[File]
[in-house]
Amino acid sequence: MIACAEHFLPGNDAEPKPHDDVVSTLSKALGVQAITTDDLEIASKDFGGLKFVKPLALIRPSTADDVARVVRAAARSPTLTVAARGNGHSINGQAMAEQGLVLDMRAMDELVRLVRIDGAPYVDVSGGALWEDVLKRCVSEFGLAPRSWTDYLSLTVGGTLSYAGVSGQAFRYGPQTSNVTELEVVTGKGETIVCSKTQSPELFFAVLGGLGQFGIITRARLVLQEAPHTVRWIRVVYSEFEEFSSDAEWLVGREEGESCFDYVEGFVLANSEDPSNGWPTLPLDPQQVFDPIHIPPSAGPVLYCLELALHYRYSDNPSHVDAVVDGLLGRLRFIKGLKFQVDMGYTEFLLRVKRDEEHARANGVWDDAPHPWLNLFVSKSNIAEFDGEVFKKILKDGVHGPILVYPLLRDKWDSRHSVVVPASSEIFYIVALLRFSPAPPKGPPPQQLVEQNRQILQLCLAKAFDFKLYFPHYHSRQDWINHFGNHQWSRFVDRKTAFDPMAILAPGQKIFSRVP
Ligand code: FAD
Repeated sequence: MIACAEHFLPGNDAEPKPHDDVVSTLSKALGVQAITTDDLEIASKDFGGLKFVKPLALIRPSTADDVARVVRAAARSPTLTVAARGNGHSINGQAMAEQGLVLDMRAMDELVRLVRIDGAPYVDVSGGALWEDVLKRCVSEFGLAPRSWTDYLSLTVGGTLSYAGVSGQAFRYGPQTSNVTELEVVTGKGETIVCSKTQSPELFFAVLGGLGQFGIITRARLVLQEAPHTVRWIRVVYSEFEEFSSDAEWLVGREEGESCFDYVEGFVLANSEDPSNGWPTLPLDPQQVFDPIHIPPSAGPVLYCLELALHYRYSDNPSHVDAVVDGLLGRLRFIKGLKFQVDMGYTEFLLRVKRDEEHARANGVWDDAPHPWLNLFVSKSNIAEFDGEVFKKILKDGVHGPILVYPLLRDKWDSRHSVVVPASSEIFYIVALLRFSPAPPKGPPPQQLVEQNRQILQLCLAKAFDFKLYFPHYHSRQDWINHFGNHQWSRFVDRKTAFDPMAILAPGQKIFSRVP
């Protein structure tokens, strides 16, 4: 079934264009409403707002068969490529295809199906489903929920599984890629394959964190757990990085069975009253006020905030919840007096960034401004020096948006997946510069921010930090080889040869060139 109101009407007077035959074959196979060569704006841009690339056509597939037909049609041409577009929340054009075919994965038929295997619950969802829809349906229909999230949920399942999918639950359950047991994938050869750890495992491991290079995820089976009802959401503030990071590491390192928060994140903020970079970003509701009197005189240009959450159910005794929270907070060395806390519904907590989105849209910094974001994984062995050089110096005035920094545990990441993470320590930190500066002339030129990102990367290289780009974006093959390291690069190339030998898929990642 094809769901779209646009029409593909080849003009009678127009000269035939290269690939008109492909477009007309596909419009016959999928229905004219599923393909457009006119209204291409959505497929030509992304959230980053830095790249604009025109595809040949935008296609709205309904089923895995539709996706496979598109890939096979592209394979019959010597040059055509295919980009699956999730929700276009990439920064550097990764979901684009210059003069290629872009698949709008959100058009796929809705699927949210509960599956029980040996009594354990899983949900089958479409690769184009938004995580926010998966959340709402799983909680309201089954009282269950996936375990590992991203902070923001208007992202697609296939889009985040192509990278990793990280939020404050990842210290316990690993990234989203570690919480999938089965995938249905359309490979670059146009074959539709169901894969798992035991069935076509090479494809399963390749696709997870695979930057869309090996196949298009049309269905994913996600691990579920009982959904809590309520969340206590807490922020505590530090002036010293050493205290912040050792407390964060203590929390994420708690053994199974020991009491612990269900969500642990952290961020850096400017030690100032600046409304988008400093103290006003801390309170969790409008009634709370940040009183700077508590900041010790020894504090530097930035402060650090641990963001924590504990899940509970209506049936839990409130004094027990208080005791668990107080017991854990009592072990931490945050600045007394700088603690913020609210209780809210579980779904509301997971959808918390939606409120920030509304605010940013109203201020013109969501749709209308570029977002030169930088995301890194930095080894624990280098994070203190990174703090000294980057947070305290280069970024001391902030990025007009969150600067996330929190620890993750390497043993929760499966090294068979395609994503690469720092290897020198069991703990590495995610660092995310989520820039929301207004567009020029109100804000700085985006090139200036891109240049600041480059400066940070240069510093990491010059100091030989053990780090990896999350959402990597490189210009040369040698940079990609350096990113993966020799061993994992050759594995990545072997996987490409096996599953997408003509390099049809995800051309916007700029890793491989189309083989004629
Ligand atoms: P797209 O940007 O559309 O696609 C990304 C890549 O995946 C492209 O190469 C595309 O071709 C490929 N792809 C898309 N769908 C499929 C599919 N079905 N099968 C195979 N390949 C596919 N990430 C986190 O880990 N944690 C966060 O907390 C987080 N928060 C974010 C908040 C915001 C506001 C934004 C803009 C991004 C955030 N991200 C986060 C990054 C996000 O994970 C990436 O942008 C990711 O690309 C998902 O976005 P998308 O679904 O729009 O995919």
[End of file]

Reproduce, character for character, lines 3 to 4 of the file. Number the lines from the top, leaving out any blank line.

Ligand code: FAD
Repeated sequence: MIACAEHFLPGNDAEPKPHDDVVSTLSKALGVQAITTDDLEIASKDFGGLKFVKPLALIRPSTADDVARVVRAAARSPTLTVAARGNGHSINGQAMAEQGLVLDMRAMDELVRLVRIDGAPYVDVSGGALWEDVLKRCVSEFGLAPRSWTDYLSLTVGGTLSYAGVSGQAFRYGPQTSNVTELEVVTGKGETIVCSKTQSPELFFAVLGGLGQFGIITRARLVLQEAPHTVRWIRVVYSEFEEFSSDAEWLVGREEGESCFDYVEGFVLANSEDPSNGWPTLPLDPQQVFDPIHIPPSAGPVLYCLELALHYRYSDNPSHVDAVVDGLLGRLRFIKGLKFQVDMGYTEFLLRVKRDEEHARANGVWDDAPHPWLNLFVSKSNIAEFDGEVFKKILKDGVHGPILVYPLLRDKWDSRHSVVVPASSEIFYIVALLRFSPAPPKGPPPQQLVEQNRQILQLCLAKAFDFKLYFPHYHSRQDWINHFGNHQWSRFVDRKTAFDPMAILAPGQKIFSRVP